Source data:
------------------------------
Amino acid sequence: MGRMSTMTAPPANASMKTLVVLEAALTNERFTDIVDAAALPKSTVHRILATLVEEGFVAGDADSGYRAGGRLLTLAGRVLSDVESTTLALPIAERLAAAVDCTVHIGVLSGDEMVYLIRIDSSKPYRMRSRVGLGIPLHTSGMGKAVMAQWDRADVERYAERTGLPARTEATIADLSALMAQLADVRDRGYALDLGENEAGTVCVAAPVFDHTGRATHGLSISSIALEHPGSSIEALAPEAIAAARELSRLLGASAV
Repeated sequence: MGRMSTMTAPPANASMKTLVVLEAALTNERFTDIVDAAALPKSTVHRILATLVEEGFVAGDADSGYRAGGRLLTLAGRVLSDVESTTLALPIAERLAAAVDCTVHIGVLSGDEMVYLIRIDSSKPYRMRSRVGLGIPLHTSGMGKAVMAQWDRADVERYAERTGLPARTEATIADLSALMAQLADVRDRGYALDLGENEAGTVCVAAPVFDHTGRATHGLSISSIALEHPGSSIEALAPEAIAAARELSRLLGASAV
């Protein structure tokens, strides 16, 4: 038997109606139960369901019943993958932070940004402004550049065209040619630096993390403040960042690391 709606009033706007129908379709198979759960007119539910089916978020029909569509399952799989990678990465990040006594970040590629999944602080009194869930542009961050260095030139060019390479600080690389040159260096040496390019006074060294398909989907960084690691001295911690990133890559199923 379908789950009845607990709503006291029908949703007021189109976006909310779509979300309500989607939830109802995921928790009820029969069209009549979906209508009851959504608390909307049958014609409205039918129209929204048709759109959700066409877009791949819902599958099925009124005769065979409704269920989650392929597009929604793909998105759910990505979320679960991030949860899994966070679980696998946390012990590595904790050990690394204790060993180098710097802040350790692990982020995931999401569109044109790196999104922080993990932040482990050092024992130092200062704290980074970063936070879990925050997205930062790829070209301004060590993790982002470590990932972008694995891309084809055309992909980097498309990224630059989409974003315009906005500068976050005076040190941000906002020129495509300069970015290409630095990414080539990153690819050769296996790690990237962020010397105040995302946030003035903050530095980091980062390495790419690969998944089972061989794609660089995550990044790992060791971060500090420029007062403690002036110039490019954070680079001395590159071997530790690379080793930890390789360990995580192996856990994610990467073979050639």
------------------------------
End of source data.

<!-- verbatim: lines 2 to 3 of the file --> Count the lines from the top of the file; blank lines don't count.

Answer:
Repeated sequence: MGRMSTMTAPPANASMKTLVVLEAALTNERFTDIVDAAALPKSTVHRILATLVEEGFVAGDADSGYRAGGRLLTLAGRVLSDVESTTLALPIAERLAAAVDCTVHIGVLSGDEMVYLIRIDSSKPYRMRSRVGLGIPLHTSGMGKAVMAQWDRADVERYAERTGLPARTEATIADLSALMAQLADVRDRGYALDLGENEAGTVCVAAPVFDHTGRATHGLSISSIALEHPGSSIEALAPEAIAAARELSRLLGASAV
């Protein structure tokens, strides 16, 4: 038997109606139960369901019943993958932070940004402004550049065209040619630096993390403040960042690391 709606009033706007129908379709198979759960007119539910089916978020029909569509399952799989990678990465990040006594970040590629999944602080009194869930542009961050260095030139060019390479600080690389040159260096040496390019006074060294398909989907960084690691001295911690990133890559199923 379908789950009845607990709503006291029908949703007021189109976006909310779509979300309500989607939830109802995921928790009820029969069209009549979906209508009851959504608390909307049958014609409205039918129209929204048709759109959700066409877009791949819902599958099925009124005769065979409704269920989650392929597009929604793909998105759910990505979320679960991030949860899994966070679980696998946390012990590595904790050990690394204790060993180098710097802040350790692990982020995931999401569109044109790196999104922080993990932040482990050092024992130092200062704290980074970063936070879990925050997205930062790829070209301004060590993790982002470590990932972008694995891309084809055309992909980097498309990224630059989409974003315009906005500068976050005076040190941000906002020129495509300069970015290409630095990414080539990153690819050769296996790690990237962020010397105040995302946030003035903050530095980091980062390495790419690969998944089972061989794609660089995550990044790992060791971060500090420029007062403690002036110039490019954070680079001395590159071997530790690379080793930890390789360990995580192996856990994610990467073979050639």